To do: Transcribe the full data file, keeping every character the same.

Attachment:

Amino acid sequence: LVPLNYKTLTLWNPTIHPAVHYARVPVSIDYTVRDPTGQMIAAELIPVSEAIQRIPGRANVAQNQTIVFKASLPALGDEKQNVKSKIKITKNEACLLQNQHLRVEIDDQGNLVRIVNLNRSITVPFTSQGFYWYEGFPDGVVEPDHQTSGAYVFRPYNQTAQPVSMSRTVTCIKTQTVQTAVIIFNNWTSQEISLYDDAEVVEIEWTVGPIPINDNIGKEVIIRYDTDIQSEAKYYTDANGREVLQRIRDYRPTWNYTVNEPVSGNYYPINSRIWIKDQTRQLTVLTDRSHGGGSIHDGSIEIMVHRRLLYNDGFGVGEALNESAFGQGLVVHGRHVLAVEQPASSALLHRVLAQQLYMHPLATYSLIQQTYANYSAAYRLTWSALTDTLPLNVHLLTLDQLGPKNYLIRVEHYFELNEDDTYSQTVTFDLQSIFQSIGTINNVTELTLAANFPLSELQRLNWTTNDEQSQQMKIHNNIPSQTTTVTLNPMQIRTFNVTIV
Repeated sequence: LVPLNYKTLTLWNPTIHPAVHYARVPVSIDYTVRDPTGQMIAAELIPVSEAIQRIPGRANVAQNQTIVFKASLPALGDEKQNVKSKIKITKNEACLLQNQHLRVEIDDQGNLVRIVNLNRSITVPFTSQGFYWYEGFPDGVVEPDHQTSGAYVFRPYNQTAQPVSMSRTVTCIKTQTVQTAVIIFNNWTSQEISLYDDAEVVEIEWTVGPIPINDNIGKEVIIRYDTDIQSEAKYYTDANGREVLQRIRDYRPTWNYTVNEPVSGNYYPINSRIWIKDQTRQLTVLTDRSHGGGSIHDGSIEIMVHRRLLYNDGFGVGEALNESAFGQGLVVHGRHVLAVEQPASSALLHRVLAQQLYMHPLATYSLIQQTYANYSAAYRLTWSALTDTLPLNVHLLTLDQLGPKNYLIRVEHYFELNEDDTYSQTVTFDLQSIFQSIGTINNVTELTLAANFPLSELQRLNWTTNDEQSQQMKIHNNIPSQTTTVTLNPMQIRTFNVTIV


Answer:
Amino acid sequence: LVPLNYKTLTLWNPTIHPAVHYARVPVSIDYTVRDPTGQMIAAELIPVSEAIQRIPGRANVAQNQTIVFKASLPALGDEKQNVKSKIKITKNEACLLQNQHLRVEIDDQGNLVRIVNLNRSITVPFTSQGFYWYEGFPDGVVEPDHQTSGAYVFRPYNQTAQPVSMSRTVTCIKTQTVQTAVIIFNNWTSQEISLYDDAEVVEIEWTVGPIPINDNIGKEVIIRYDTDIQSEAKYYTDANGREVLQRIRDYRPTWNYTVNEPVSGNYYPINSRIWIKDQTRQLTVLTDRSHGGGSIHDGSIEIMVHRRLLYNDGFGVGEALNESAFGQGLVVHGRHVLAVEQPASSALLHRVLAQQLYMHPLATYSLIQQTYANYSAAYRLTWSALTDTLPLNVHLLTLDQLGPKNYLIRVEHYFELNEDDTYSQTVTFDLQSIFQSIGTINNVTELTLAANFPLSELQRLNWTTNDEQSQQMKIHNNIPSQTTTVTLNPMQIRTFNVTIV
Repeated sequence: LVPLNYKTLTLWNPTIHPAVHYARVPVSIDYTVRDPTGQMIAAELIPVSEAIQRIPGRANVAQNQTIVFKASLPALGDEKQNVKSKIKITKNEACLLQNQHLRVEIDDQGNLVRIVNLNRSITVPFTSQGFYWYEGFPDGVVEPDHQTSGAYVFRPYNQTAQPVSMSRTVTCIKTQTVQTAVIIFNNWTSQEISLYDDAEVVEIEWTVGPIPINDNIGKEVIIRYDTDIQSEAKYYTDANGREVLQRIRDYRPTWNYTVNEPVSGNYYPINSRIWIKDQTRQLTVLTDRSHGGGSIHDGSIEIMVHRRLLYNDGFGVGEALNESAFGQGLVVHGRHVLAVEQPASSALLHRVLAQQLYMHPLATYSLIQQTYANYSAAYRLTWSALTDTLPLNVHLLTLDQLGPKNYLIRVEHYFELNEDDTYSQTVTFDLQSIFQSIGTINNVTELTLAANFPLSELQRLNWTTNDEQSQQMKIHNNIPSQTTTVTLNPMQIRTFNVTIV